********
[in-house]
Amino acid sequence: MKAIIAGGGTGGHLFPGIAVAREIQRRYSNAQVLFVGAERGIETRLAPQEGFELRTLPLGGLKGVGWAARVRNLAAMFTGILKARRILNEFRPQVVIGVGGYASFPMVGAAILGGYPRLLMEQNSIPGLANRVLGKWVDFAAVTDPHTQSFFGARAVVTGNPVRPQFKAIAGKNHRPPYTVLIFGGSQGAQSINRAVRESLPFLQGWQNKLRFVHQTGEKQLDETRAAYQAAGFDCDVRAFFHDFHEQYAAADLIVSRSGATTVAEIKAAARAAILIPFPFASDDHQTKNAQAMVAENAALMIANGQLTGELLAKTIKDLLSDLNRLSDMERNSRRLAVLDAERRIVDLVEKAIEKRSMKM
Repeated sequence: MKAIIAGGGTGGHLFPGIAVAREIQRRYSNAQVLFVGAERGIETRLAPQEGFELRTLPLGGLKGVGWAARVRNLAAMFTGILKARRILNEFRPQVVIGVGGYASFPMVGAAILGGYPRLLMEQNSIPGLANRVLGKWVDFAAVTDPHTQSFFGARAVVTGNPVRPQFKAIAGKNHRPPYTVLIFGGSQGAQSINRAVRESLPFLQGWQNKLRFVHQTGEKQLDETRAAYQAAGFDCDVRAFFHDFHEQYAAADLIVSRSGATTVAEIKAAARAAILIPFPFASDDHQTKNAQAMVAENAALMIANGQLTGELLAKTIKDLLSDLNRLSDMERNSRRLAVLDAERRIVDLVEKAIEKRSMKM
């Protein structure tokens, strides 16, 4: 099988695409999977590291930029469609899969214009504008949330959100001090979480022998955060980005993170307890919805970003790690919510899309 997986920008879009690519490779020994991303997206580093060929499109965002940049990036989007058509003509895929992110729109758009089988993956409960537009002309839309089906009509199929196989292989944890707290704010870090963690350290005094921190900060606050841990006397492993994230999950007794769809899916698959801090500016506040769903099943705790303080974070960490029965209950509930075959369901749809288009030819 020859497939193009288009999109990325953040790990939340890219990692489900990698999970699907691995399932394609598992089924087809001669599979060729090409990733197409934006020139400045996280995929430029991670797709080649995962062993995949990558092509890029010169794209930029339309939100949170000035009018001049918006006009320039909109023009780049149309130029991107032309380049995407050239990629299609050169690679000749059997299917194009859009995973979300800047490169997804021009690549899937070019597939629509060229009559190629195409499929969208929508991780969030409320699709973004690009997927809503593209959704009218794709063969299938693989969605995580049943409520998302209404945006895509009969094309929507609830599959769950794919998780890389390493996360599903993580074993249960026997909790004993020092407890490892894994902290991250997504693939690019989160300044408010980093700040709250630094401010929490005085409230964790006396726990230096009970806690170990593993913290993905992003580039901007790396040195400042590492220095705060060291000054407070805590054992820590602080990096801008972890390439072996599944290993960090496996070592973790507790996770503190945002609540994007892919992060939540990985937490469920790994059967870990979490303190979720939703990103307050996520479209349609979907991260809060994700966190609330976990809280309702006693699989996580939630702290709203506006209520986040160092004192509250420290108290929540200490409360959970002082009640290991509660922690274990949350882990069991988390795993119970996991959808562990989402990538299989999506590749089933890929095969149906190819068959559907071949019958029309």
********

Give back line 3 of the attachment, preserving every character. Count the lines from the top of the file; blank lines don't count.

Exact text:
Repeated sequence: MKAIIAGGGTGGHLFPGIAVAREIQRRYSNAQVLFVGAERGIETRLAPQEGFELRTLPLGGLKGVGWAARVRNLAAMFTGILKARRILNEFRPQVVIGVGGYASFPMVGAAILGGYPRLLMEQNSIPGLANRVLGKWVDFAAVTDPHTQSFFGARAVVTGNPVRPQFKAIAGKNHRPPYTVLIFGGSQGAQSINRAVRESLPFLQGWQNKLRFVHQTGEKQLDETRAAYQAAGFDCDVRAFFHDFHEQYAAADLIVSRSGATTVAEIKAAARAAILIPFPFASDDHQTKNAQAMVAENAALMIANGQLTGELLAKTIKDLLSDLNRLSDMERNSRRLAVLDAERRIVDLVEKAIEKRSMKM